Rescued by bike in Georgia, Bo the dog gets a new life in Maine
GORHAM (BDN) -- The story of how a stray injured puppy named Bo rode on a bicycle in Georgia and ended up living on a small farm in southern Maine may sound like the plot of a Disney movie.
But this is real life. This is how Portland-based banking attorney Andrea Shaw ended up coming home from a business trip to Columbus, Georgia, last week with a new family member.
Love at first sight
“I couldn’t help myself,” Shaw said by phone Wednesday morning. “I just wanted to save this broken, little dog.”
Bo was found last Wednesday by a group of cyclists out on their regular ride near Columbus.
Not wanting to leave the injured pup behind, cyclist Jarrett Little loaded the dog on his back and pedaled the 7 or so miles back to town with him.
Meanwhile, Shaw and her colleague Stephan Pongnon had just finished dinner and were taking a walk around town before calling it a night.
“We found a place where they were playing live music and would have already been gone, but I was gawking at this German Shepard [and] joking I’d take him home when I turned around and saw this little dog,” Shaw said. “He just ran over and jumped in my arms.”
Shaw said Little told her how they found the dog, and she was at once captivated.
“I stopped petting him and stood up and noticed I had blood on my blouse,” she said. “Bo had walked off a ways, but I called him back to me and have not let go of him yet.”
Columbo — or Bo — for short, as Shaw named him, had an obvious broken back leg and severe scrapes to his face.
“I called my husband right there and said, ‘Sweetie, it’s me, I found this broken and battered puppy and I’m not leaving him,’” she said. To which her husband Joel Shaw, replied. “Is your hotel pet-friendly?”
Triage and treatment
Accompanied by Pongnon — who it turned out is allergic to dogs but did not want to miss out on the action — Shaw took Bo in her rented Mustang convertible to Animal General Hospital in Columbus where his injuries were diagnosed and a plan of treatment was formulated.
From there — after taking her collegue back to the hotel to recover from his allergic reaction to the dog — Shaw arranged to have Bo transferred to South Eastern Veterinary Surgery Center in Columbus the next day where they were able to arrange their schedule to operate on the pup’s broken hind leg and broken toe on a front paw right away.
Shaw also had Bo tested for parasites and vaccinated.
She then learned that the cheerful, roughly 5-month-old puppy was not a boxer-mix as she had first thought.
He’s a Great Dane.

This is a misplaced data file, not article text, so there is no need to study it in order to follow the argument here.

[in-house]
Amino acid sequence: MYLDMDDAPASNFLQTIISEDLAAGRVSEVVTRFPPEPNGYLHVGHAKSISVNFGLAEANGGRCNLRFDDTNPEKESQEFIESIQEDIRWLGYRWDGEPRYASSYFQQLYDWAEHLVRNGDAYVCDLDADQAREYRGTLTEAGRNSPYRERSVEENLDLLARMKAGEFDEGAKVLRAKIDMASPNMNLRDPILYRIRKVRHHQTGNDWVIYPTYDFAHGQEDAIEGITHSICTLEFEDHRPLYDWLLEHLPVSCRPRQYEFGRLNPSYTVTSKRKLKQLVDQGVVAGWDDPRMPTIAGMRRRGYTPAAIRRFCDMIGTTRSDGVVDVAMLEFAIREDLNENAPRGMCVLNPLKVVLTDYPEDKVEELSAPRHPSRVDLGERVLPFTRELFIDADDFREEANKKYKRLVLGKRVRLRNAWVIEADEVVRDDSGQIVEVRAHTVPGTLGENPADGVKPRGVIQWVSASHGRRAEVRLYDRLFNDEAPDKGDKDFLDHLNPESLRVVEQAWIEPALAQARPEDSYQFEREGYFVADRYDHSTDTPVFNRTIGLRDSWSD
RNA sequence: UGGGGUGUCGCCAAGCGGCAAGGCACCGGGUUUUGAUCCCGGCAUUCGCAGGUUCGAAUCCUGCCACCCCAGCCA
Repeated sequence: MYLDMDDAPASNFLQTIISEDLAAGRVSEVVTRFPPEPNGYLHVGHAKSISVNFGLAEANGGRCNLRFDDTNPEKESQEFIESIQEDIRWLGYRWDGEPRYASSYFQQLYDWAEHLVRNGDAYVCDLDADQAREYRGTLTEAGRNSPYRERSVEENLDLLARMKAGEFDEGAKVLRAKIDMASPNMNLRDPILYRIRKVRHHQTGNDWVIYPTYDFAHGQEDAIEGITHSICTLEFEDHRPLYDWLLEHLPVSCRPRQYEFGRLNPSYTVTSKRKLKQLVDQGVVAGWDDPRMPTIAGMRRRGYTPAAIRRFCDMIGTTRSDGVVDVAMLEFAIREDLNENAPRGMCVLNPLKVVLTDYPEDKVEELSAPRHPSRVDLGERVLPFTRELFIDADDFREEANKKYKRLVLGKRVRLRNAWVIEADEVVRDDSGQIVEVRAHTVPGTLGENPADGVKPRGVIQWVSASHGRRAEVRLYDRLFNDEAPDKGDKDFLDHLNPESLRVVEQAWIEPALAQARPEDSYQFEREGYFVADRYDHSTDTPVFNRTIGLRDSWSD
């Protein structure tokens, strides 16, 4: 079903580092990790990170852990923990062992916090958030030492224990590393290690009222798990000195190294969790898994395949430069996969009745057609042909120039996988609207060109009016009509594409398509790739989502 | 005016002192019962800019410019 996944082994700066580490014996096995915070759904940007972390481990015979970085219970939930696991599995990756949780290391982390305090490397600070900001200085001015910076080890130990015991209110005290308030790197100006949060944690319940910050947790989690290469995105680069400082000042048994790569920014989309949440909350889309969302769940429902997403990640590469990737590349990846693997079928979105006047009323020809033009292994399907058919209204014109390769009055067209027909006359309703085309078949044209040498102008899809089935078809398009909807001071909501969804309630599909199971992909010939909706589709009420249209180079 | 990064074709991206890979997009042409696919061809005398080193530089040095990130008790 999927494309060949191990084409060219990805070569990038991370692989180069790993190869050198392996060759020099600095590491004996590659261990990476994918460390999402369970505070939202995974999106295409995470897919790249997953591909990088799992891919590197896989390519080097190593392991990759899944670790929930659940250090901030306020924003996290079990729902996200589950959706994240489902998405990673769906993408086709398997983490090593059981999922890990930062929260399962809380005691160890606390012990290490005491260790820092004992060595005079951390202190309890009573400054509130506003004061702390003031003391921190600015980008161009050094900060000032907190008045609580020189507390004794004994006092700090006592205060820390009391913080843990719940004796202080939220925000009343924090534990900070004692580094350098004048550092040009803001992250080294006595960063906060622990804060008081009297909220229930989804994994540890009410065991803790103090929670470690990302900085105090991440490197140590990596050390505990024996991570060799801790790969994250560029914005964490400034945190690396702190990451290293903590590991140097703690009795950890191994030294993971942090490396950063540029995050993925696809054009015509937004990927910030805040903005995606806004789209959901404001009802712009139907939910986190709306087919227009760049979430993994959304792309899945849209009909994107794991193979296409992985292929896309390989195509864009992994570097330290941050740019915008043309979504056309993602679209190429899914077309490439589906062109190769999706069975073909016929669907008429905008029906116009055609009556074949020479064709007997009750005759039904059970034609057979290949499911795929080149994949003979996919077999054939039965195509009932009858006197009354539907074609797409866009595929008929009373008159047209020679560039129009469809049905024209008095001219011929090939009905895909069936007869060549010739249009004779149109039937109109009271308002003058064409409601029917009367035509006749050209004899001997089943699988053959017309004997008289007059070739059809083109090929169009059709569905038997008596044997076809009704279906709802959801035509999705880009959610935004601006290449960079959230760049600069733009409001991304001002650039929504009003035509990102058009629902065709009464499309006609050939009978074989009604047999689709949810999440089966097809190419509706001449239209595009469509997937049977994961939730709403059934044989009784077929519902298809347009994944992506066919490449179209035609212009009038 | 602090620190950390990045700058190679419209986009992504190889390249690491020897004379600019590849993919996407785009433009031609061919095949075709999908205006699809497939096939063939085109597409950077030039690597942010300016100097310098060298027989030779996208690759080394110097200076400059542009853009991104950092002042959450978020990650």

“I had first thought of finding him a foster home in Georgia,” Shaw said. “But then my husband texted me and suggested I see how he gets along with our two coonhounds. When I told him he was a Great Dane, he texted back, ‘By they way, how’s that foster coming?’”
But it was too late, with her husband’s blessing, Shaw arranged ground transport with Grateful Doggies, a company that routinely delivers rescue dogs to new homes up and down the eastern seaboard.
Bo was picked up at 1 p.m. last Friday in Columbus and at 8 p.m. the next day Shaw was meeting him in Kittery.
With four pins in his back leg and a front leg wrapped in a splint, Bo is not out of the woods yet, Shaw said.
“Because he is still growing, they put in ‘smooth’ pins that could come out on their own,” she said. “If they do before he is done growing, that could impair the functionality of that leg.”
But Shaw is confident the little dog is going to pull through. On Wednesday he was seeing the veterinarians at Animal Emergency and Special Care in Portland, and this week his family will start at-home physical therapy for him.
“He is so sweet and one of the smartest dogs I have ever met,” Shaw said. “He knows his name, and I have yet to hear him growl or make a nasty face.”
For their part, the Shaws’ two rescue coonhounds — Levi and Pluto — quickly adopted Bo into the pack.
“They usually want to run and wrestle,” Shaw said. “Then I bring this strange, battered puppy in and they walked out of their crate and just sniffed him calmly.
Since then, the two coonhounds have developed the “puppy protection program” as they calmly walk alongside Bo during his limited time outdoors.
“We have to keep him calm and in a crate for at least eight weeks, “ Shaw said. “My 5-year-old son has started sleeping on the couch at night next to Bo’s crate so he’s not lonely or scared.”
In addition to the dogs, the Shaws have two horses on their five-acre homestead in Gorham.
Shaw figured getting Bo patched up and back on four paws would be the end of the story.
But the story has caught the attention of animal lovers worldwide.
Bo has been featured in the United Kingdom’s The Daily Mail, LA Times, Inside Edition and on CBS News.
As of midday Wednesday his Facebook page Adventures of Columbo had more than 6,000 followers, up from 4,300 that morning.
“I never expected this,” Shaw said. “We are kind of quiet people, but we are glad Bo is making so many people happy.”
Bo’s story, Shaw said, underscores the importance of rescuing dogs, and she hopes to use his newfound celebrity status to promote adopting dogs versus going to breeders.
“Rescue dogs are just so loving and so much fun,” she said. “Shelters are so overloaded, it’s so important to spay and neuter your dogs.”
And Bo? For all intents and purposes, the broken puppy from Georgia has won the doggy version of the Maine Lottery.